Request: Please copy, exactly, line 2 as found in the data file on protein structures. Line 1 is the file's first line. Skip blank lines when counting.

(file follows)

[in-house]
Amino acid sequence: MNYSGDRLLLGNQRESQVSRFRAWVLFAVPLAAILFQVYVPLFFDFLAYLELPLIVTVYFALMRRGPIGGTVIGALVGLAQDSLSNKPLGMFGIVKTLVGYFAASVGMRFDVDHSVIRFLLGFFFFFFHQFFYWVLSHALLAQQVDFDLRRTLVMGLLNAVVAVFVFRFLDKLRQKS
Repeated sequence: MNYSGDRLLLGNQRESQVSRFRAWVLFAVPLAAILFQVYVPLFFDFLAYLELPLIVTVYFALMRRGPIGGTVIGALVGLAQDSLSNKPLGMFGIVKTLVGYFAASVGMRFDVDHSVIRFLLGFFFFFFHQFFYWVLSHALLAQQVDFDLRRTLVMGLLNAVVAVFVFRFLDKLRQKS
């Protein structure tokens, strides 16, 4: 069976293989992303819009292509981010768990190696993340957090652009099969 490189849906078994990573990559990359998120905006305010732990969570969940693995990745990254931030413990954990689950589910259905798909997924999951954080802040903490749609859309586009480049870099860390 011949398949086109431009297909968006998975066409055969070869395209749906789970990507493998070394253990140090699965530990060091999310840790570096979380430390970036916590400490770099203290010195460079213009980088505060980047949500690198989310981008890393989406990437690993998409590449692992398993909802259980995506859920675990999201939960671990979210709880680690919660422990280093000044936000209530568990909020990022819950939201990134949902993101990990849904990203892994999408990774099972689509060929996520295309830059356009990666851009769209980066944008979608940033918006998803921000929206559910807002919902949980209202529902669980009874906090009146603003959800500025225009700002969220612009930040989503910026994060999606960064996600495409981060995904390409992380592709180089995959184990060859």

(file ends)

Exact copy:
Amino acid sequence: MNYSGDRLLLGNQRESQVSRFRAWVLFAVPLAAILFQVYVPLFFDFLAYLELPLIVTVYFALMRRGPIGGTVIGALVGLAQDSLSNKPLGMFGIVKTLVGYFAASVGMRFDVDHSVIRFLLGFFFFFFHQFFYWVLSHALLAQQVDFDLRRTLVMGLLNAVVAVFVFRFLDKLRQKS